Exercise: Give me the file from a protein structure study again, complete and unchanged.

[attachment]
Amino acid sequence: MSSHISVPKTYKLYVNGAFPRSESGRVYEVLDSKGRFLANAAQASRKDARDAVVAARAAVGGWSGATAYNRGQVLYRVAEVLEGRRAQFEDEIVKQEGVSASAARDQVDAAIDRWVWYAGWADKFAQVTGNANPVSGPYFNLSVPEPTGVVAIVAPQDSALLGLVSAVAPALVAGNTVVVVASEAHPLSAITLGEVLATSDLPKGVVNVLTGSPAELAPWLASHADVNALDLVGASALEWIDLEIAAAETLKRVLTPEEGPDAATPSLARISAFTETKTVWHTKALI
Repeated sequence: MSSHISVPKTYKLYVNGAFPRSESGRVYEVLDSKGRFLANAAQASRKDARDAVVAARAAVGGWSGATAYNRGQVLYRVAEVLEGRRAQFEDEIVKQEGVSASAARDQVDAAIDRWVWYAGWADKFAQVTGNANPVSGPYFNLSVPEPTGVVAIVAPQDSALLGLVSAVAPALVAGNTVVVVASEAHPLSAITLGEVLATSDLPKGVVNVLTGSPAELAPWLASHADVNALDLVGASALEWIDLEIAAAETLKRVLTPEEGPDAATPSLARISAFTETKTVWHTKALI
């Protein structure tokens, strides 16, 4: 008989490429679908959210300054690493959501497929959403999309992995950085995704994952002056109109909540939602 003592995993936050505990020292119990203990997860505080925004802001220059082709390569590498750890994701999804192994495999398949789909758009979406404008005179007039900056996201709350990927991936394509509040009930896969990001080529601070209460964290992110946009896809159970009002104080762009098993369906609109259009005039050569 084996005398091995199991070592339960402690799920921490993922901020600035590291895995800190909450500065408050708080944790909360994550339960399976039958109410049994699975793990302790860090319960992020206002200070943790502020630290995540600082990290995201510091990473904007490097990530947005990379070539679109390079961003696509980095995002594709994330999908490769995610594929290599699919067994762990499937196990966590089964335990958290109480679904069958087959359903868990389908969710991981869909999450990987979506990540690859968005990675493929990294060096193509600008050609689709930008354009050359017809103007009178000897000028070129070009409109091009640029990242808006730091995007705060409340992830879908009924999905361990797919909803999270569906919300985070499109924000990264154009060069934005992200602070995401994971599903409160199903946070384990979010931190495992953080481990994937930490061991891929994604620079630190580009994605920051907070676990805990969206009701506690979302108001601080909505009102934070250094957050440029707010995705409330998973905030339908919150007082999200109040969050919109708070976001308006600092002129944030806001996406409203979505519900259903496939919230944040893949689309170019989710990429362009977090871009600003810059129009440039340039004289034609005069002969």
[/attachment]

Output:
Amino acid sequence: MSSHISVPKTYKLYVNGAFPRSESGRVYEVLDSKGRFLANAAQASRKDARDAVVAARAAVGGWSGATAYNRGQVLYRVAEVLEGRRAQFEDEIVKQEGVSASAARDQVDAAIDRWVWYAGWADKFAQVTGNANPVSGPYFNLSVPEPTGVVAIVAPQDSALLGLVSAVAPALVAGNTVVVVASEAHPLSAITLGEVLATSDLPKGVVNVLTGSPAELAPWLASHADVNALDLVGASALEWIDLEIAAAETLKRVLTPEEGPDAATPSLARISAFTETKTVWHTKALI
Repeated sequence: MSSHISVPKTYKLYVNGAFPRSESGRVYEVLDSKGRFLANAAQASRKDARDAVVAARAAVGGWSGATAYNRGQVLYRVAEVLEGRRAQFEDEIVKQEGVSASAARDQVDAAIDRWVWYAGWADKFAQVTGNANPVSGPYFNLSVPEPTGVVAIVAPQDSALLGLVSAVAPALVAGNTVVVVASEAHPLSAITLGEVLATSDLPKGVVNVLTGSPAELAPWLASHADVNALDLVGASALEWIDLEIAAAETLKRVLTPEEGPDAATPSLARISAFTETKTVWHTKALI
């Protein structure tokens, strides 16, 4: 008989490429679908959210300054690493959501497929959403999309992995950085995704994952002056109109909540939602 003592995993936050505990020292119990203990997860505080925004802001220059082709390569590498750890994701999804192994495999398949789909758009979406404008005179007039900056996201709350990927991936394509509040009930896969990001080529601070209460964290992110946009896809159970009002104080762009098993369906609109259009005039050569 084996005398091995199991070592339960402690799920921490993922901020600035590291895995800190909450500065408050708080944790909360994550339960399976039958109410049994699975793990302790860090319960992020206002200070943790502020630290995540600082990290995201510091990473904007490097990530947005990379070539679109390079961003696509980095995002594709994330999908490769995610594929290599699919067994762990499937196990966590089964335990958290109480679904069958087959359903868990389908969710991981869909999450990987979506990540690859968005990675493929990294060096193509600008050609689709930008354009050359017809103007009178000897000028070129070009409109091009640029990242808006730091995007705060409340992830879908009924999905361990797919909803999270569906919300985070499109924000990264154009060069934005992200602070995401994971599903409160199903946070384990979010931190495992953080481990994937930490061991891929994604620079630190580009994605920051907070676990805990969206009701506690979302108001601080909505009102934070250094957050440029707010995705409330998973905030339908919150007082999200109040969050919109708070976001308006600092002129944030806001996406409203979505519900259903496939919230944040893949689309170019989710990429362009977090871009600003810059129009440039340039004289034609005069002969």